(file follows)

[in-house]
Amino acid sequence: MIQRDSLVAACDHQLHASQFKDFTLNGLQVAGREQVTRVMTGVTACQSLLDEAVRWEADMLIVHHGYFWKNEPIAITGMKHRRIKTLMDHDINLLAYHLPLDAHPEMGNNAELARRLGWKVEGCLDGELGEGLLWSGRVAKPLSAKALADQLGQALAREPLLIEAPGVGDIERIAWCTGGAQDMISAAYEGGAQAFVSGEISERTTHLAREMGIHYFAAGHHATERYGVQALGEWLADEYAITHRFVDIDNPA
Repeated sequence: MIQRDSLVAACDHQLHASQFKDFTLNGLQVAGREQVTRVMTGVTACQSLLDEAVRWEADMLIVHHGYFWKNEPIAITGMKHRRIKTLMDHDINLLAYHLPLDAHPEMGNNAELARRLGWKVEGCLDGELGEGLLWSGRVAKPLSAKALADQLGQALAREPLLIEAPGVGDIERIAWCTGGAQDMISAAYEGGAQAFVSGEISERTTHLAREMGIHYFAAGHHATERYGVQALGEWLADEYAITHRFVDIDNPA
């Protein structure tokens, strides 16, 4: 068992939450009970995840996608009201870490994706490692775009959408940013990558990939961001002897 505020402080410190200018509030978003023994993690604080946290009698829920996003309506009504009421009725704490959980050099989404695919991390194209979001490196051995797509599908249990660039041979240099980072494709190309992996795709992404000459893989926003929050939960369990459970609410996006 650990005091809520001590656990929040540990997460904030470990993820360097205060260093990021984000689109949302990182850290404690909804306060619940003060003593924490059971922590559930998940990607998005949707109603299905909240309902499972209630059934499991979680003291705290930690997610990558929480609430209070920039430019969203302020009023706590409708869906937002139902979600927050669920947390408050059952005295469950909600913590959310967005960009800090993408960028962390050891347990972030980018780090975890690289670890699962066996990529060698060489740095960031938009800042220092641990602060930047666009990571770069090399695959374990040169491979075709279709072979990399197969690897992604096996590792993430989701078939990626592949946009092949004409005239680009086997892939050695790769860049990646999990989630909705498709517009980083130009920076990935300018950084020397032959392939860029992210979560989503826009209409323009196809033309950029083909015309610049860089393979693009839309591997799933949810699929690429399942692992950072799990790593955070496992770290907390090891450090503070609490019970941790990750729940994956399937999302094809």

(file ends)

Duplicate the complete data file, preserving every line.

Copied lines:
[in-house]
Amino acid sequence: MIQRDSLVAACDHQLHASQFKDFTLNGLQVAGREQVTRVMTGVTACQSLLDEAVRWEADMLIVHHGYFWKNEPIAITGMKHRRIKTLMDHDINLLAYHLPLDAHPEMGNNAELARRLGWKVEGCLDGELGEGLLWSGRVAKPLSAKALADQLGQALAREPLLIEAPGVGDIERIAWCTGGAQDMISAAYEGGAQAFVSGEISERTTHLAREMGIHYFAAGHHATERYGVQALGEWLADEYAITHRFVDIDNPA
Repeated sequence: MIQRDSLVAACDHQLHASQFKDFTLNGLQVAGREQVTRVMTGVTACQSLLDEAVRWEADMLIVHHGYFWKNEPIAITGMKHRRIKTLMDHDINLLAYHLPLDAHPEMGNNAELARRLGWKVEGCLDGELGEGLLWSGRVAKPLSAKALADQLGQALAREPLLIEAPGVGDIERIAWCTGGAQDMISAAYEGGAQAFVSGEISERTTHLAREMGIHYFAAGHHATERYGVQALGEWLADEYAITHRFVDIDNPA
């Protein structure tokens, strides 16, 4: 068992939450009970995840996608009201870490994706490692775009959408940013990558990939961001002897 505020402080410190200018509030978003023994993690604080946290009698829920996003309506009504009421009725704490959980050099989404695919991390194209979001490196051995797509599908249990660039041979240099980072494709190309992996795709992404000459893989926003929050939960369990459970609410996006 650990005091809520001590656990929040540990997460904030470990993820360097205060260093990021984000689109949302990182850290404690909804306060619940003060003593924490059971922590559930998940990607998005949707109603299905909240309902499972209630059934499991979680003291705290930690997610990558929480609430209070920039430019969203302020009023706590409708869906937002139902979600927050669920947390408050059952005295469950909600913590959310967005960009800090993408960028962390050891347990972030980018780090975890690289670890699962066996990529060698060489740095960031938009800042220092641990602060930047666009990571770069090399695959374990040169491979075709279709072979990399197969690897992604096996590792993430989701078939990626592949946009092949004409005239680009086997892939050695790769860049990646999990989630909705498709517009980083130009920076990935300018950084020397032959392939860029992210979560989503826009209409323009196809033309950029083909015309610049860089393979693009839309591997799933949810699929690429399942692992950072799990790593955070496992770290907390090891450090503070609490019970941790990750729940994956399937999302094809």